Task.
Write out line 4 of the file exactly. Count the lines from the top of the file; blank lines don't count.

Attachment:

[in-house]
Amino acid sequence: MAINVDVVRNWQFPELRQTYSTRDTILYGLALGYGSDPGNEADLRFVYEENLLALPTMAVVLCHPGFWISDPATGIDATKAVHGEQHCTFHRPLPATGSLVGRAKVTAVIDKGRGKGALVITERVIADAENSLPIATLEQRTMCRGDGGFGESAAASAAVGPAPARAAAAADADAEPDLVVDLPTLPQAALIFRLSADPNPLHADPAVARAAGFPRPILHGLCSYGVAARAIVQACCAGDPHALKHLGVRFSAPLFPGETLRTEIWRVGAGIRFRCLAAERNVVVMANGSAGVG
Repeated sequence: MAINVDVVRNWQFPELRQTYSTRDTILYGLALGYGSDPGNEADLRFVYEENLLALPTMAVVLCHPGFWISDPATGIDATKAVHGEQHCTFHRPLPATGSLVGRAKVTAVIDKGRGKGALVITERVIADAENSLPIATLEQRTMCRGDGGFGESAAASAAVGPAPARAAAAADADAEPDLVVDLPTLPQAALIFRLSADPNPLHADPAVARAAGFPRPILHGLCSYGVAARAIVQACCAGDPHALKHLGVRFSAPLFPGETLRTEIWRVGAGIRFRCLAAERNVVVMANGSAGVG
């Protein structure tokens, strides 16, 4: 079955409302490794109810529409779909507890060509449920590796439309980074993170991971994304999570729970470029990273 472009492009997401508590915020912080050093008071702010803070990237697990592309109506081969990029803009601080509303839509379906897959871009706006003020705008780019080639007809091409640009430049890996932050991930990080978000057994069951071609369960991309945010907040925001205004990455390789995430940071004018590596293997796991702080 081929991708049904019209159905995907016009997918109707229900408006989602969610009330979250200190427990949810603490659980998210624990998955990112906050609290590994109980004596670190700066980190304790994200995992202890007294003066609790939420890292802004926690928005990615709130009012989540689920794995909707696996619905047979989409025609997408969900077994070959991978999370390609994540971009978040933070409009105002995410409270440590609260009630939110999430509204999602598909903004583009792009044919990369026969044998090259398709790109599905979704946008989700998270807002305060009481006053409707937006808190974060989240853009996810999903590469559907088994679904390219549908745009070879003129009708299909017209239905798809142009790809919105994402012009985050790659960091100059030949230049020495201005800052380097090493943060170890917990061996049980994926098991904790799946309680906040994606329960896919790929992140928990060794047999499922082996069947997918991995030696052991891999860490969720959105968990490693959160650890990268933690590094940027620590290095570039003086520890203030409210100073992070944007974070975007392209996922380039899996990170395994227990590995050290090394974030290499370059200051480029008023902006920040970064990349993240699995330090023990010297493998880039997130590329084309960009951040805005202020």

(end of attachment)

């Protein structure tokens, strides 16, 4: 079955409302490794109810529409779909507890060509449920590796439309980074993170991971994304999570729970470029990273 472009492009997401508590915020912080050093008071702010803070990237697990592309109506081969990029803009601080509303839509379906897959871009706006003020705008780019080639007809091409640009430049890996932050991930990080978000057994069951071609369960991309945010907040925001205004990455390789995430940071004018590596293997796991702080 081929991708049904019209159905995907016009997918109707229900408006989602969610009330979250200190427990949810603490659980998210624990998955990112906050609290590994109980004596670190700066980190304790994200995992202890007294003066609790939420890292802004926690928005990615709130009012989540689920794995909707696996619905047979989409025609997408969900077994070959991978999370390609994540971009978040933070409009105002995410409270440590609260009630939110999430509204999602598909903004583009792009044919990369026969044998090259398709790109599905979704946008989700998270807002305060009481006053409707937006808190974060989240853009996810999903590469559907088994679904390219549908745009070879003129009708299909017209239905798809142009790809919105994402012009985050790659960091100059030949230049020495201005800052380097090493943060170890917990061996049980994926098991904790799946309680906040994606329960896919790929992140928990060794047999499922082996069947997918991995030696052991891999860490969720959105968990490693959160650890990268933690590094940027620590290095570039003086520890203030409210100073992070944007974070975007392209996922380039899996990170395994227990590995050290090394974030290499370059200051480029008023902006920040970064990349993240699995330090023990010297493998880039997130590329084309960009951040805005202020």